Although named as a square, Wenceslas Square (locally known as Vaclavske Namesti) is actually more of a boulevard, stretching for 750m through the heart of the city. This area is the most busy and lively section of town, especially at night.
Wenceslas Square has been the scene of many historic events in Czech history. It was initially created in the 14th century as a horse market by the Czech King and Holy Roman Emperor Charles IV. In recent history, Nazi demonstrations, protests against the Russian invasions of the 60s, as well as celebrations at the end of the Socialist Era all took place here.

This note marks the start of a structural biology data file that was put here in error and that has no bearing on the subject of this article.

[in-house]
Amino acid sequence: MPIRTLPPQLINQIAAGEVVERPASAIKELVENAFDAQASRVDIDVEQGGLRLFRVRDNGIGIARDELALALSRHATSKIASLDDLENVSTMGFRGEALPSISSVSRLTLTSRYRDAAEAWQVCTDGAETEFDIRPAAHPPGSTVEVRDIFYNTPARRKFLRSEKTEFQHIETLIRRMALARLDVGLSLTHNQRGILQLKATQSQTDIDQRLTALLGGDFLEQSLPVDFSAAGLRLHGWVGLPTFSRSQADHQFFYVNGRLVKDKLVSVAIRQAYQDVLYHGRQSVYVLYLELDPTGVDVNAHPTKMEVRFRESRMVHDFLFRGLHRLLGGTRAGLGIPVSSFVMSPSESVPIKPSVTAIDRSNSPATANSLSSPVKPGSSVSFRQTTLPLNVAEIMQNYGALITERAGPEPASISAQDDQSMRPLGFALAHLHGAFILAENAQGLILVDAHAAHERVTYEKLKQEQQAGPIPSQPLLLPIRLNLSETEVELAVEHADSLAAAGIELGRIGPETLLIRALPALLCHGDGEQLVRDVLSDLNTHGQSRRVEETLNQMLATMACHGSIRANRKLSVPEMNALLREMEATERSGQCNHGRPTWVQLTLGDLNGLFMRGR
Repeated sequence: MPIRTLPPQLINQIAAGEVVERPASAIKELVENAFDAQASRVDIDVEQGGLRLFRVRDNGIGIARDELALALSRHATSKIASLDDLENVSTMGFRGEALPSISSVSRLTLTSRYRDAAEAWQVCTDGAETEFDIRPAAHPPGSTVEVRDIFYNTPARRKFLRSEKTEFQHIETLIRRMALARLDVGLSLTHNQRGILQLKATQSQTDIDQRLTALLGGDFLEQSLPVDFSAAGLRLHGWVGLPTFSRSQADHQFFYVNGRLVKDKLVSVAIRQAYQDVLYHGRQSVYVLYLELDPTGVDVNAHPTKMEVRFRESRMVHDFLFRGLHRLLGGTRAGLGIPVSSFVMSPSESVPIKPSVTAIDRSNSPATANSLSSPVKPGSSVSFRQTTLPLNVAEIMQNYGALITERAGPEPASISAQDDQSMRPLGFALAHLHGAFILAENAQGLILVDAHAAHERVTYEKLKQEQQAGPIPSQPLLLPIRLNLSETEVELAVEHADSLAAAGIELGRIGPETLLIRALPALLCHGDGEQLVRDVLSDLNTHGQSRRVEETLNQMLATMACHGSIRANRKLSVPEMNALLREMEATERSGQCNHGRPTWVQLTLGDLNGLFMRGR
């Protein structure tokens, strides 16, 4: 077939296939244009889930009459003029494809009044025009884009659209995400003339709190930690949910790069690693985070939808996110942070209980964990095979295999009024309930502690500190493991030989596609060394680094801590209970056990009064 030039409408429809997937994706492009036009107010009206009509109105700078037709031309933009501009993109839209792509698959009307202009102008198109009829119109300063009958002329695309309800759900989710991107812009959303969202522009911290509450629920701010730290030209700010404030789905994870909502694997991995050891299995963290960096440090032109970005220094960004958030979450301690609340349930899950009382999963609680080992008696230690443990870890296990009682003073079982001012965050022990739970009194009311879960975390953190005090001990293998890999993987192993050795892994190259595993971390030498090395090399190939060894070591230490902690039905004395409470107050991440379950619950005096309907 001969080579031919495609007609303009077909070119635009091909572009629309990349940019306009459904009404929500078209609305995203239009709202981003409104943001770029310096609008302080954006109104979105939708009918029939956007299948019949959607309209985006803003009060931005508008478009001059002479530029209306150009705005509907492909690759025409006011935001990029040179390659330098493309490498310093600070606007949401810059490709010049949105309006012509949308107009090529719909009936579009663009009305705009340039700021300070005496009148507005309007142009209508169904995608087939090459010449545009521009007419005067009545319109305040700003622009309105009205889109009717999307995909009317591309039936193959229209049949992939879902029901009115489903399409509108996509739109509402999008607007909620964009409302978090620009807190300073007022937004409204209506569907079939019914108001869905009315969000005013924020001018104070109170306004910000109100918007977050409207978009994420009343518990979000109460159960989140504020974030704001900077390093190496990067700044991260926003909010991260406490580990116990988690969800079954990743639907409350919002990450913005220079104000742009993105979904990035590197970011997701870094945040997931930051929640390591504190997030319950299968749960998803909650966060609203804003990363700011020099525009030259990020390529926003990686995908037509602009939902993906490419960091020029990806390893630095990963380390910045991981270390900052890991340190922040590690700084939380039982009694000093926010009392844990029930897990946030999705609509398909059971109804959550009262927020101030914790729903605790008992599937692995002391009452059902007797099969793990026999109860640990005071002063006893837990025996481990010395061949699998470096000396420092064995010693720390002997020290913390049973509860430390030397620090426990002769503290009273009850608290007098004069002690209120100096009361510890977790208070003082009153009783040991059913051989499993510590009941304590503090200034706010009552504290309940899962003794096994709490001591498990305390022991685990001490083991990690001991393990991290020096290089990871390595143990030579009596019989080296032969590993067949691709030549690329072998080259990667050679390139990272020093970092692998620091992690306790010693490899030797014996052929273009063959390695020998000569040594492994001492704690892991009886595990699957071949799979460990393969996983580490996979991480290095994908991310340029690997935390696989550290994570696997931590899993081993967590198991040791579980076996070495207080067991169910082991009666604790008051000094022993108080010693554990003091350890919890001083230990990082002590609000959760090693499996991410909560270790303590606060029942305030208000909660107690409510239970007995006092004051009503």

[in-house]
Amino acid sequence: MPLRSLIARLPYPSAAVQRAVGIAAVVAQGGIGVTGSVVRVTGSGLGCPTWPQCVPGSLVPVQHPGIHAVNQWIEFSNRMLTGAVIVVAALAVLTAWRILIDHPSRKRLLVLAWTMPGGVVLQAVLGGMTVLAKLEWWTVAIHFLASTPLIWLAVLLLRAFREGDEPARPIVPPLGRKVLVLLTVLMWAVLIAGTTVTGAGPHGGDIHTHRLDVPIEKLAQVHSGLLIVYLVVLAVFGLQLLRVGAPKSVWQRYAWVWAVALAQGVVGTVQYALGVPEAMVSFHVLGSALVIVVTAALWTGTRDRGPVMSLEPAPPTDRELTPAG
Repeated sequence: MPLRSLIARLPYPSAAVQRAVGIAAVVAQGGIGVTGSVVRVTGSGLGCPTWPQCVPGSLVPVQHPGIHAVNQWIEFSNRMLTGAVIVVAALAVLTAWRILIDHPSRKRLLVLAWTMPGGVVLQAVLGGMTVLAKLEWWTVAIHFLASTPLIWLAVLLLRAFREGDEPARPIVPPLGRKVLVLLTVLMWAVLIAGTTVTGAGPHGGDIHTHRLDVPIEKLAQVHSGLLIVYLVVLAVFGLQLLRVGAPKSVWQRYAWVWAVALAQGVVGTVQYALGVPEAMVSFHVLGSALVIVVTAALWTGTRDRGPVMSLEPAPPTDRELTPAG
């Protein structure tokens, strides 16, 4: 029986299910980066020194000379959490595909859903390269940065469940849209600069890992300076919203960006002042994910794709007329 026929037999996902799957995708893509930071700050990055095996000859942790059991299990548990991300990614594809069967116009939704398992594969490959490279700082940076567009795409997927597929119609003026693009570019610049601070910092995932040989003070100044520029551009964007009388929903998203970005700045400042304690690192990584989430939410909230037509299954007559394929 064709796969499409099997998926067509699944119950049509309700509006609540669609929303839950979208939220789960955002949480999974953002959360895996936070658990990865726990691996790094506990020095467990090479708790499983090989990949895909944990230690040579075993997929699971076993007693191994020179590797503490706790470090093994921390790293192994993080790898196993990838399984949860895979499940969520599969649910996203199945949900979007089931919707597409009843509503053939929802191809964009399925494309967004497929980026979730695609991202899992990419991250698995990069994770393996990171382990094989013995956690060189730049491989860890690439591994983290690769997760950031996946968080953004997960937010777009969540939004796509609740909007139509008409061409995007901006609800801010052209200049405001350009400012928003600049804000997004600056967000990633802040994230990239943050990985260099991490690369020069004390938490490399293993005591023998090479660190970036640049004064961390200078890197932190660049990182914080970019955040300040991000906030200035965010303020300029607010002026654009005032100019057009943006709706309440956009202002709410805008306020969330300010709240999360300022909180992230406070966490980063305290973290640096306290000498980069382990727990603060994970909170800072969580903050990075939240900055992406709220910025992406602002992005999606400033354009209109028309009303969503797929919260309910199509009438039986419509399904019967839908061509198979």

Today, the square is one of Prague's favorite meeting places as well as being one of the main shopping streets in the city with a number of international retailers occupying space here. The street is lined with cafes and restaurants, and after dark this area has some of the best nightlife to be found in the city.
At the end of the square on the southern end is the towering National Museum, one of the best museums in the city, in addition to a large statue of St. Wenceslas on horseback.
The main subway line, Line A, runs directly under the square, with two exit points - Muzeum and Můstek - which are two of the city's most busy stations.
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